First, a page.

It’s time to think creatively about higher education funding

The first time, a few years ago, that I visited Arizona State University (with whom my then institution DCU was developing a partnership),  I arrived at a particularly interesting time. Just as I was there the citizens of Phoenix approved by a significant majority in a referendum the proposal to create a $223 million bond to provide capital funding for a new ASU campus. This decision really impressed me: the willingness of the citizens to assume this burden, and the partnership it expressed that would allow the university to create state of the art facilities beyond the reach, at least at the one time, of almost any university in this part of the world. It also reminded me how unimaginative we tend to be when we look at the resourcing of higher education.

Interestingly, in Ireland the recently established expert group on higher education funding chaired by Peter Cassells, is reported to be considering savings bonds as a way of creating a partnership between families and the state in providing funding: families save, and the state matches their savings (or provides tax or other incentives on a significant scale).

It is time to move away from the binary obsession: that higher education must be paid out of general taxation; or else paid for by students or their families. Neither of these options now works well, leaving either serious under-funding or chronic personal debt. It is time to look beyond these old models.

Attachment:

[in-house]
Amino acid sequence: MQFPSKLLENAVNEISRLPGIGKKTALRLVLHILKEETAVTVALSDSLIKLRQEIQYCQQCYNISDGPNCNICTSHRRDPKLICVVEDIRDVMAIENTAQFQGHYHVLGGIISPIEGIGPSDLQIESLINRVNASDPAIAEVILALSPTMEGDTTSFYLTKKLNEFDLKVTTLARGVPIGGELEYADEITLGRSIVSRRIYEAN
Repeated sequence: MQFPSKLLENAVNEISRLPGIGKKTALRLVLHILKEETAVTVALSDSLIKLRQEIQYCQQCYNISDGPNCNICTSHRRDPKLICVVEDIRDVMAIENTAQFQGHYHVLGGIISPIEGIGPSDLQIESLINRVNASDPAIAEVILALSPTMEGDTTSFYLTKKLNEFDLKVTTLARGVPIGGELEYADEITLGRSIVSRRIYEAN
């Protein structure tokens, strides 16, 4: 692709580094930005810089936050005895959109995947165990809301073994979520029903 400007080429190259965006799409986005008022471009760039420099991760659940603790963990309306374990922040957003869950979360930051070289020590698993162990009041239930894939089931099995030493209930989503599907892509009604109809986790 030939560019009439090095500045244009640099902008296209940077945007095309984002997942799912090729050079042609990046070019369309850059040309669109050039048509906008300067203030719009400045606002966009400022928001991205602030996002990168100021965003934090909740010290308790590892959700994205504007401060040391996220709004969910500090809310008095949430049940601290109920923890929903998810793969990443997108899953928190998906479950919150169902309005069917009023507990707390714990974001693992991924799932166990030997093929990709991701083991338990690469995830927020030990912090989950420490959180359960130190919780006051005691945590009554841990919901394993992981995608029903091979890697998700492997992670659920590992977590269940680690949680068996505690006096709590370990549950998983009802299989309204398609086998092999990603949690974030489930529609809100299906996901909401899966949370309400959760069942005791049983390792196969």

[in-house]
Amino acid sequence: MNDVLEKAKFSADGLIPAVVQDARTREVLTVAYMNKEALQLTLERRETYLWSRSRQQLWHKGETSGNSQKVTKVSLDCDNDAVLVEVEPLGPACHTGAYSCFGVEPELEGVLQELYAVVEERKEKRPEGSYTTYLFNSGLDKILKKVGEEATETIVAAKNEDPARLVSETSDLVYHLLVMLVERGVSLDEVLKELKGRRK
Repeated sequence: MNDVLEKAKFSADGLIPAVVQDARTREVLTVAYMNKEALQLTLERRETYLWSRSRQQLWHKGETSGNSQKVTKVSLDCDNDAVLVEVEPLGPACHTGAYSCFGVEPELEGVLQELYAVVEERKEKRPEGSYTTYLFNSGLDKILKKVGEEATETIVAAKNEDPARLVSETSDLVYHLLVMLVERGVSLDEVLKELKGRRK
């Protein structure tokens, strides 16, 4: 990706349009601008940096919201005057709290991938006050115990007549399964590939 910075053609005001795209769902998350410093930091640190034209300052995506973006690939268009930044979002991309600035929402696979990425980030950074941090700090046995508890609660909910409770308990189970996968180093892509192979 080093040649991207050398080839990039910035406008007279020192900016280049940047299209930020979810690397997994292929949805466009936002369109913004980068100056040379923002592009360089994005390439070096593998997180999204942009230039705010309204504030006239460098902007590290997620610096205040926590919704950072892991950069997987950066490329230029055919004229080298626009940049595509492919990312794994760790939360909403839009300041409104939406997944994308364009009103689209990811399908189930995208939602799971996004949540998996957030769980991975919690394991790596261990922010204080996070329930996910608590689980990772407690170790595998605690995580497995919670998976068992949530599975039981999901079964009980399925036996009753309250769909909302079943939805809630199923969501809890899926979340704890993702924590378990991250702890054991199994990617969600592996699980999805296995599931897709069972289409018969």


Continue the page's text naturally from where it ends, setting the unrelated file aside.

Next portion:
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3 Comments on “It’s time to think creatively about higher education funding”


  1. I attended a consultation meeting of that particular expert group recently and was struck by the lack of interest in discussing improving the efficiency of higher education. Economic progress is dependent on continuous increases in efficiencies in most industries. Indeed we actually teach this concept in higher education. At that consultation meeting the main solution being proposed was the rather unimaginative “give us more money”. It is also interesting that discussions were mostly based on opinion rather than evidence. Another thing we train our students not to do.

  2. Vincent Says:

    There’s two core problems with 3 level funding, who it goes to, and who it comes from.
    At the moment we’ve the utter worst of all worlds. I believe it is time the State both in the UK and Ireland bit the bullet and paid the fraction of the pension for that year and that level, that year. It need to do the same for the civil service and anyone else drawing a pension. The the extra is placed by the worker into an S&P 500 that they cannot use until retirement.
    As it stands at the moment we’ve got designed conservatives, people who should be gamblers are in fact by dint of the pension incredibly risk adverse.
    Cassells notion is a repackaging of the Covenants. And I further think any tax breaks for 1st and 2nd level education is nothing more that a stacking of the deck.
    And I’d drill down a bit in Arizona. Finance in the US of A is never what it says on the can.


  3. Exactly. The quality of private universities are so poor.We need to think that if we use all of this universities properly ,our students get better quality than abroad.


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